Phosphatidylethanolamine, but not Phosphatidylglycerol-Cardiolipin, Isolated from Two Species of Helicobacter Binds Cholesterol over Cholesteryl Ester

Abstract

This study demonstrated that the cells of Helicobacter felis and Helicobacter cinaedi spontaneously absorb cholesterol added to the medium. A recent study by our group has revealed that phosphatidylethanolamine (PtdEtn) of Helicobacter pylori contains myristic acid as the most predominant saturated fatty acid and that the PtdEtn of this bacterium binds cholesterol more selectively than cholesteryl ester. We, therefore, isolated the PtdEtn from the two Helicobacter species to analyze the hydrophobic interaction between cholesterol and its glycerophospholipid. PtdEtn of the Helicobacter bacteria interacted more selectively with cholesterol than with cholesteryl ester, and the degree of the selective binding of cholesterol was higher in the PtdEtn than in the phosphatidylglycerol-cardiolipin of the same bacteria. These results suggest the possibility that the cells of H. felis and H. cinaedi may contain abundant PtdEtn with myristic acid. On this basis, we analyzed the PtdEtn molecular species of the Helicobacter bacteria and demonstrated that the PtdEtn containing myristic acid accounts for more than 35 % in the total PtdEtn. These results suggest that the myristoyl PtdEtn takes part in the absorption of cholesterol in H. felis and H. cinaedi.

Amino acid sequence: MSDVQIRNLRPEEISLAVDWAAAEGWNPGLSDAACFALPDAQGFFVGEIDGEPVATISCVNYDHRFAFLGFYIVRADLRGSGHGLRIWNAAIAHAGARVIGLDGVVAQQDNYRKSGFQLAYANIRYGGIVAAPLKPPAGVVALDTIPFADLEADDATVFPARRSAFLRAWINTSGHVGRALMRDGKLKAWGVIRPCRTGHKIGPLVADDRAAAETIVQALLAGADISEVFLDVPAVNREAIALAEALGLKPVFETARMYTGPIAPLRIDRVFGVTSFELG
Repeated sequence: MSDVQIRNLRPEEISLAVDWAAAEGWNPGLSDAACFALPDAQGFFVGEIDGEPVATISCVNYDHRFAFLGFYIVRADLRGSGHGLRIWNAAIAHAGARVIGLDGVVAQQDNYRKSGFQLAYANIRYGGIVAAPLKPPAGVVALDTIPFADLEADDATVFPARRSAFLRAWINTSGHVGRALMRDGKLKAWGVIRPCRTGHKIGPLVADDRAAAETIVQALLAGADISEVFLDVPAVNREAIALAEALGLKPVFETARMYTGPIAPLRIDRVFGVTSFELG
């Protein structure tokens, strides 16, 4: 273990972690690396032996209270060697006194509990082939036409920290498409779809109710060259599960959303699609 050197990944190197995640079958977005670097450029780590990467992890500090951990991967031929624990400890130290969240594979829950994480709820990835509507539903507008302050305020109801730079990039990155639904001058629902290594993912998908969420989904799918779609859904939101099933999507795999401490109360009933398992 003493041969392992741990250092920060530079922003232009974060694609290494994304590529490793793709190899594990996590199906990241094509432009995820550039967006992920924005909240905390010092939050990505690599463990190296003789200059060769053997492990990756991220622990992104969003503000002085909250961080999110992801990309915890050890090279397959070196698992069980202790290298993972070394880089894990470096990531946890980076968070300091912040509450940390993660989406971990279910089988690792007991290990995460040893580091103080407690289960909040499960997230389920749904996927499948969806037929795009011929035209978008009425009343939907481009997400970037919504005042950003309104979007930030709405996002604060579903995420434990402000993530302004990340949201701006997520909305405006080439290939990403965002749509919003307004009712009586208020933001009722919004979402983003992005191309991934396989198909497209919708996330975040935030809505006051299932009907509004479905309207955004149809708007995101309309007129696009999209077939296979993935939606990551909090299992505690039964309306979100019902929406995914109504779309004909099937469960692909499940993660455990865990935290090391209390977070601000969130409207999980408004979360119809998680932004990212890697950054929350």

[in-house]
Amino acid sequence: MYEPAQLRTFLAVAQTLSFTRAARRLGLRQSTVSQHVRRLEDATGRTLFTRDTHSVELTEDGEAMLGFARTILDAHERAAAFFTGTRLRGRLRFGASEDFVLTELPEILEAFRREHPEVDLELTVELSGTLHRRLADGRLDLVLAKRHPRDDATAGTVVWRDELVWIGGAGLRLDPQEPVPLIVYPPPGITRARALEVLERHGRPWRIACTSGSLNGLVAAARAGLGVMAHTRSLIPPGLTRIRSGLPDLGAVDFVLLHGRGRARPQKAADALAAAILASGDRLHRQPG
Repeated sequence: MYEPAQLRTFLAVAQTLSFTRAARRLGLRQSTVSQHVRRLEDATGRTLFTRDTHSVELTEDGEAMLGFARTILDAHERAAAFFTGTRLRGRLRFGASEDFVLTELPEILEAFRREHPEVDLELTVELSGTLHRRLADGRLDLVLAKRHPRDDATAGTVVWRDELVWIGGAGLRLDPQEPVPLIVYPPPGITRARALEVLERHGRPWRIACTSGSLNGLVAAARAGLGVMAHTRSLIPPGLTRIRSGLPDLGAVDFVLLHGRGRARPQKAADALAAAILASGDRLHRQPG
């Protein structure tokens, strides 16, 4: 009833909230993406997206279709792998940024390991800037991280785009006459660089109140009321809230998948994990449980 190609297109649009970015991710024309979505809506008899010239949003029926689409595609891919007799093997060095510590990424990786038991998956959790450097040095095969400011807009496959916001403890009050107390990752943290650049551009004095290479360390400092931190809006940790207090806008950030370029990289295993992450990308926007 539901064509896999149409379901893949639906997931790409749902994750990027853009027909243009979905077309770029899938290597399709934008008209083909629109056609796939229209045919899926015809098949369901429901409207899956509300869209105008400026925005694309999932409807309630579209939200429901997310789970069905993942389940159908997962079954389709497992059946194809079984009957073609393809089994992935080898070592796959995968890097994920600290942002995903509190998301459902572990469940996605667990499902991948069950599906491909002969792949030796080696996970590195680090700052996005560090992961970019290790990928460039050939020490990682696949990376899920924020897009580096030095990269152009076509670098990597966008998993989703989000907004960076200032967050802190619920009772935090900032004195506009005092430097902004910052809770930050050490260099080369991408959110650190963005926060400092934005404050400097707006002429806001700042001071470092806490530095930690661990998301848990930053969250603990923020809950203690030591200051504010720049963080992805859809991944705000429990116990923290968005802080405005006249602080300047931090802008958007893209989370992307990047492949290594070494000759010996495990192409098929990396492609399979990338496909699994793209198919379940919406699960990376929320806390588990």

DOI: 10.1007/s11745-015-4043-7

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@article{Amgalanbaatar2015PhosphatidylethanolamineBN, title={Phosphatidylethanolamine, but not Phosphatidylglycerol-Cardiolipin, Isolated from Two Species of Helicobacter Binds Cholesterol over Cholesteryl Ester}, author={Avarzed Amgalanbaatar and Kouichi Hosoda and Hirofumi Shimomura}, journal={Lipids}, year={2015}, volume={50}, pages={799-804} }